Florida Representative David Richardson (D-Miami Beach) kicked off a campaign for the State Senate Friday night in Fort Lauderdale with a message of being able to get the job done. Richardson is currently serving his second term in the Florida House of Representatives and is the only openly gay legislator serving in Tallahassee.
“I am the only openly gay representative,” Richardson said. “But certainly not the only gay representative. There is a list, but I’m not going to give you the list and I’m not going to tell you how I made the list.”
The crowd, full of well-to-do business professionals, laughed at those remarks.
Richardson, 57, is a certified public accountant who said he can work with the Republican supermajority in Tallahassee to produce an appropriate and effective Florida budget.
By representing Miami Beach, Downtown Miami, the Port of Miami, North Bay Village and Little Havana, Richardson assured his backers that Republicans routinely take his phone calls and are not afraid to work with him on legislation.
“He’s always struck me as a very inspiring and very pragmatic leader,” said Benjamin Lap, a biotech entrepreneur from Broward County, who hosted the campaign event.
During his first term in the Florida House, Richardson bravely spoke of the need to protect gay youth in foster care. On the House floor, Richardson called for support to amend a bill that would add protections for LGBT youth in foster care.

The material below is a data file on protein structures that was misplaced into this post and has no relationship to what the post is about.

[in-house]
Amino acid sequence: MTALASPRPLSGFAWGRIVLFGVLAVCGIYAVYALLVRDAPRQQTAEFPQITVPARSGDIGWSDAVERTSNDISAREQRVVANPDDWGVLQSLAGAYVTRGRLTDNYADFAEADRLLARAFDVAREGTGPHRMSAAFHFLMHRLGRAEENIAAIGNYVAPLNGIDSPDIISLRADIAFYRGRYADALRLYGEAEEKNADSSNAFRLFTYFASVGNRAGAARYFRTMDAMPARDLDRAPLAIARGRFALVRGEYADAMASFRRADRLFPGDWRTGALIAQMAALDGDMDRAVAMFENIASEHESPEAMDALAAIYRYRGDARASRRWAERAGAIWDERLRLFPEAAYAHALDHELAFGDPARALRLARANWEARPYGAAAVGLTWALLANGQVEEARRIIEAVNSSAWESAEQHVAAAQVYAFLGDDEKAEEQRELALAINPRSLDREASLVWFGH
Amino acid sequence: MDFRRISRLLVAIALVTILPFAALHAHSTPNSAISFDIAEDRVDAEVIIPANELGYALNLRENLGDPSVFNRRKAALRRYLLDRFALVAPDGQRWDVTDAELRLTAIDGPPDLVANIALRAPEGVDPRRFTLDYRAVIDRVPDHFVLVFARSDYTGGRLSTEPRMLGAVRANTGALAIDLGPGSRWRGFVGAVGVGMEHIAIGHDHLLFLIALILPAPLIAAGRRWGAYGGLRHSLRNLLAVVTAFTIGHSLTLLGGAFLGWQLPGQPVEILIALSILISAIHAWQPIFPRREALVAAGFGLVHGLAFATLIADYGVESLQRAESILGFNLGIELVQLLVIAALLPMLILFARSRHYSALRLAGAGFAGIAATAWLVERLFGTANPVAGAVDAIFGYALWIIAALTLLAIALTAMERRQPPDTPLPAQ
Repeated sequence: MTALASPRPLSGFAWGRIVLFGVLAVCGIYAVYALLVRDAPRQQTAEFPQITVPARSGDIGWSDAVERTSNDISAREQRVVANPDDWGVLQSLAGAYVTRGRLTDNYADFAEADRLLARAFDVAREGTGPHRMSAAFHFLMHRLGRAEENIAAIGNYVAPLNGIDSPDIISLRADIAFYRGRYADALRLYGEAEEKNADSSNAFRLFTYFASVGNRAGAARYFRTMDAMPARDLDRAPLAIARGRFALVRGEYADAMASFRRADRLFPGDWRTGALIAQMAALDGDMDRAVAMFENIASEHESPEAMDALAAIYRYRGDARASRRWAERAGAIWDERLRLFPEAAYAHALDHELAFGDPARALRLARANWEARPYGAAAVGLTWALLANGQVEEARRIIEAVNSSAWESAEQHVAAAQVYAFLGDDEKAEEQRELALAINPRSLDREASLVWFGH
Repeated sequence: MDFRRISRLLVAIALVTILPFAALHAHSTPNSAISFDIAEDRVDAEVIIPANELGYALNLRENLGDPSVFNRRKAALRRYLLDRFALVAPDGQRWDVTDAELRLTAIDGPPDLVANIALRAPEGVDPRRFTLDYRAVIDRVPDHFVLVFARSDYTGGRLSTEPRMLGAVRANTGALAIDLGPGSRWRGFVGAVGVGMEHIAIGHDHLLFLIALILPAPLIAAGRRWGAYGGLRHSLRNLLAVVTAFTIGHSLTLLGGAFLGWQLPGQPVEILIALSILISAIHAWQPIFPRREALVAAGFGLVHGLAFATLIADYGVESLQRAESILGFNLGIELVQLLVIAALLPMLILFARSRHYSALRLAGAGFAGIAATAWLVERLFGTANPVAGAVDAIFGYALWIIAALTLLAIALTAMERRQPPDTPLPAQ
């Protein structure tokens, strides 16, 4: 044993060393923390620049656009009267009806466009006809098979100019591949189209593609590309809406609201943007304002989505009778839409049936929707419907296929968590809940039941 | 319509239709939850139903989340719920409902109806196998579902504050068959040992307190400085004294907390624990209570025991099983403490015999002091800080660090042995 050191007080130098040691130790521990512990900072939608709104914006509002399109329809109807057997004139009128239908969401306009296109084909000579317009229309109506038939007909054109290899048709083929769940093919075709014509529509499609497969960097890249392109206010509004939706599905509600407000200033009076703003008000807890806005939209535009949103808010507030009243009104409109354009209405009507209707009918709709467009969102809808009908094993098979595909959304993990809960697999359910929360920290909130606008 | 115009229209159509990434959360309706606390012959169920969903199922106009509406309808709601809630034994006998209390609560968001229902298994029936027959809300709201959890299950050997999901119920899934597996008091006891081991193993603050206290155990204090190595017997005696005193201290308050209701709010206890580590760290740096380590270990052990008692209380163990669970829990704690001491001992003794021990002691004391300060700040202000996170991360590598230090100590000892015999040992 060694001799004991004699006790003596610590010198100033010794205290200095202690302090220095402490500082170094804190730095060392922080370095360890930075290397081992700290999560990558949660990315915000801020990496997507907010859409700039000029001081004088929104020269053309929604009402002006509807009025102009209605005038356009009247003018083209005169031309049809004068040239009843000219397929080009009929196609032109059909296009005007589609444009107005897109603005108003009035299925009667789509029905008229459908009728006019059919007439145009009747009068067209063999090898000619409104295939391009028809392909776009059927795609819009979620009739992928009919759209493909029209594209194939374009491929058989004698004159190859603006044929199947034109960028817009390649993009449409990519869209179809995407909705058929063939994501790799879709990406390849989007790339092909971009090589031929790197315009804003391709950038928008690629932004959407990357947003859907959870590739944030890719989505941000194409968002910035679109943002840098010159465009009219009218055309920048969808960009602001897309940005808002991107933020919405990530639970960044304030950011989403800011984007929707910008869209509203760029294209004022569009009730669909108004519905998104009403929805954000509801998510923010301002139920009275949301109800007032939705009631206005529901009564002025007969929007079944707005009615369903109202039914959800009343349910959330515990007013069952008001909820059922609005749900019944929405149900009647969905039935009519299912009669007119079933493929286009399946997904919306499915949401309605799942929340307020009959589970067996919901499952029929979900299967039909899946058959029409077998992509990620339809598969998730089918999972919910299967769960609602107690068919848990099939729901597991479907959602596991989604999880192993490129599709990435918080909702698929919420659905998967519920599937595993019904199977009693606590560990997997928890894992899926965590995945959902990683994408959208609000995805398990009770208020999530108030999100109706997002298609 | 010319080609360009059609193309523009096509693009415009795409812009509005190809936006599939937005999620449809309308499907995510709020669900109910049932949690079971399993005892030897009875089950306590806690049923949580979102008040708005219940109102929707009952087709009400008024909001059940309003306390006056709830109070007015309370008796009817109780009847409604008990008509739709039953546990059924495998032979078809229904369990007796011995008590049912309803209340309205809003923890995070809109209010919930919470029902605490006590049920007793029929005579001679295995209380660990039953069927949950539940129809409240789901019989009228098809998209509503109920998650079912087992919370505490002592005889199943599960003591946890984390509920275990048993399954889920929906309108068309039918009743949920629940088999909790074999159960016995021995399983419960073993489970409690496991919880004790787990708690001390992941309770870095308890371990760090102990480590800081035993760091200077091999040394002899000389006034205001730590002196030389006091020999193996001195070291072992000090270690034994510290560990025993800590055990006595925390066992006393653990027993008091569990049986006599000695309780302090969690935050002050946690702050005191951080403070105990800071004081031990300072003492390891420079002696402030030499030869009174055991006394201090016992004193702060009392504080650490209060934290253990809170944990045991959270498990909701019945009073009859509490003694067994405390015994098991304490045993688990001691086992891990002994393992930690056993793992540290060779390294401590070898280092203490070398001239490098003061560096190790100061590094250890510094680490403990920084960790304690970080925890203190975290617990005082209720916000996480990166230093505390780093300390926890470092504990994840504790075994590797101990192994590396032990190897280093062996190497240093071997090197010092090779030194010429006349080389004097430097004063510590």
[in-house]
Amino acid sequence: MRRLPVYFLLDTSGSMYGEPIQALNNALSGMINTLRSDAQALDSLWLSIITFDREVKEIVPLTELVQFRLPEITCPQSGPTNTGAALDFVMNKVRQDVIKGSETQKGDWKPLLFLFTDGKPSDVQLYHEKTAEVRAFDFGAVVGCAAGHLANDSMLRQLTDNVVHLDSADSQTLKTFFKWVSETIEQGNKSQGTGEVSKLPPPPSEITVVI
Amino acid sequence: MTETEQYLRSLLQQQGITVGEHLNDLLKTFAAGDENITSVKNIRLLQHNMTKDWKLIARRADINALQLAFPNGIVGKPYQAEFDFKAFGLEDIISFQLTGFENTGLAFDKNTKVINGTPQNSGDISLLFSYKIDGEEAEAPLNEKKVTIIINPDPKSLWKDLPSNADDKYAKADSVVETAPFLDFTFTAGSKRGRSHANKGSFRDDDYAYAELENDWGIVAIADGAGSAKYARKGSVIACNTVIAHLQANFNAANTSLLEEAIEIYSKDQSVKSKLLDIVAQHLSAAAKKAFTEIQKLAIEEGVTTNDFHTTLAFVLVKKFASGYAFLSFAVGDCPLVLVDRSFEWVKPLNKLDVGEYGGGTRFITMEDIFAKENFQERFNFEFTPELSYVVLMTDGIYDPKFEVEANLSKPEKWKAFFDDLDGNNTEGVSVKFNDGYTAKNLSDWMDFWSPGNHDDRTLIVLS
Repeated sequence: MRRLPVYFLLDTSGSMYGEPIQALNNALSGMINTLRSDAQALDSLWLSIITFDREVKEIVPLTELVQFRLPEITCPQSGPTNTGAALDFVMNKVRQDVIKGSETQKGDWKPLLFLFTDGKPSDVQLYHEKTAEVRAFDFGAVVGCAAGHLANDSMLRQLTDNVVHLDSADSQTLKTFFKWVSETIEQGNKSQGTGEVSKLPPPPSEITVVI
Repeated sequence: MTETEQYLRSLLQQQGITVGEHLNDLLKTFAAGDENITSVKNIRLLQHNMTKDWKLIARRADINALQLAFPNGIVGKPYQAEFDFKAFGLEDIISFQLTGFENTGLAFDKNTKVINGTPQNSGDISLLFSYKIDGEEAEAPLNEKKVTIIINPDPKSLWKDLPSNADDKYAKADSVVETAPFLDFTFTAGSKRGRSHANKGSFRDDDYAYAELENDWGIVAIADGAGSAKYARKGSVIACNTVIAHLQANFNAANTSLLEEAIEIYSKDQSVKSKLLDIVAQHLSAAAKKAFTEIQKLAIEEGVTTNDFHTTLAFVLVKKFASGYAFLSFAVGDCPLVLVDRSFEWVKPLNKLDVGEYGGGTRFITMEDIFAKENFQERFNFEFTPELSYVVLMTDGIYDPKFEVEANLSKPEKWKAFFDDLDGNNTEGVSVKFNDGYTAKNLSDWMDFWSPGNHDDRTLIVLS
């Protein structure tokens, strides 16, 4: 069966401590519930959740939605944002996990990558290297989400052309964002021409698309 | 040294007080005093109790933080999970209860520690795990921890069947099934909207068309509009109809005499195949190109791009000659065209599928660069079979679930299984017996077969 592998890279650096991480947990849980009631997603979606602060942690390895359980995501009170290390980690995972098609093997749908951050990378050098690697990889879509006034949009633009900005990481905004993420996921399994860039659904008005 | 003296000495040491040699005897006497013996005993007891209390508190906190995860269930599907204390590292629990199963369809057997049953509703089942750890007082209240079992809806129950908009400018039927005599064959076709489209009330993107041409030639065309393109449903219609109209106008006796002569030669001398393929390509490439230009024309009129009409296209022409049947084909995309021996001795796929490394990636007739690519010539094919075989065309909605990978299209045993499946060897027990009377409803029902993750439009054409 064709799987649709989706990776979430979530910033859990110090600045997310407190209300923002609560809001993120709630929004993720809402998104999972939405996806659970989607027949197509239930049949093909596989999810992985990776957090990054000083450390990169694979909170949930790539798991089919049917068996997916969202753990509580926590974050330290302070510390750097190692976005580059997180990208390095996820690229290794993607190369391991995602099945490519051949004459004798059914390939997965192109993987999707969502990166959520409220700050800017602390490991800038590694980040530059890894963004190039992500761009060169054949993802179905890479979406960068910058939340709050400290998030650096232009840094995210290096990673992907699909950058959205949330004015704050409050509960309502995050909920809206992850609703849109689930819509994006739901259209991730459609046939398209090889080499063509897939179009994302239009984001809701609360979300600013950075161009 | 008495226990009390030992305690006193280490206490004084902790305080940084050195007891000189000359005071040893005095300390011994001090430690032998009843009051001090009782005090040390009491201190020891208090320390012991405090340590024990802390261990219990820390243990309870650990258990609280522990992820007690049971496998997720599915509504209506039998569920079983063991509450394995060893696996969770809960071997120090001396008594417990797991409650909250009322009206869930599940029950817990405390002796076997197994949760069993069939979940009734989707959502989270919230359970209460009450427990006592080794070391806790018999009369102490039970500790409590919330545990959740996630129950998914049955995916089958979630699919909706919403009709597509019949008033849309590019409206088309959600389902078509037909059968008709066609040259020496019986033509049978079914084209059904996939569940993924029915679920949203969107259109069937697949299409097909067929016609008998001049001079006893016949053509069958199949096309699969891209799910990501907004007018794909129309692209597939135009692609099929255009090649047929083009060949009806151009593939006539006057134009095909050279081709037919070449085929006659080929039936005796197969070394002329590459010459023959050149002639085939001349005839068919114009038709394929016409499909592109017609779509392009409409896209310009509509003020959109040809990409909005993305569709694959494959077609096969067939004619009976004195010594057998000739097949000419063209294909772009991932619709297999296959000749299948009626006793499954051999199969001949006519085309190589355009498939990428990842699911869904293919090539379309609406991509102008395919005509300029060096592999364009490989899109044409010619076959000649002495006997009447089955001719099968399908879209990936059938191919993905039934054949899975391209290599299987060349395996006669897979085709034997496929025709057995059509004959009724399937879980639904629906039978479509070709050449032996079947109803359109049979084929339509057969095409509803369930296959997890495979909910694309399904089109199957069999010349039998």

“We can make sure that every gay kid in this great state knows that they are as important in a foster home as everyone else,” he said during a moving debate inside House chambers.
The amendment was eventually voted down as is typically the case involving LGBT associated issues in Florida government. At his Fort Lauderdale campaign kickoff, Richardson acknowledged the going would be tougher this session with the loss of Orlando Representative Joe Saunders, but insisted there are allies throughout the Sunshine State.
He said a bill filed by Representative Frank Artiles, a Republican who represents southwest sections of Miami, to designate single-sex public facilities would have “unintended consequences.”
Richardson called HB-583, “The Bathroom Bill.”
“I’ve seen this happen before,” Richardson said, adding that Rep. Artiles did not think the process through. “Imagine that you would file a bill that would prevent a mother from taking her infant son into the ladies room to change his diaper, but that’s an unintended consequence. It would also prevent a male janitor from cleaning a ladies room.”
In terms of priorities this session, Richardson said he is working on a number of bills from sales tax exemptions for art, to conversion therapy to the perennial Competitive Workforce Act. He stated one of the things he has learned about being in the minority party is he can get a lot more accomplished by not always taking the credit.
“If I make a big stink about it by putting my name on it then it’s not going to get done,” he said.
Richardson was unopposed in the 2014 midterms. He won election to the Florida House in a district that was 66 percent Hispanic and 20 percent Jewish despite being neither. He anticipates the campaign for State Senate to be for an open seat although it remains unclear if Sen. Gwen Margolis, the ranking Democrat in District 35, plans to retire.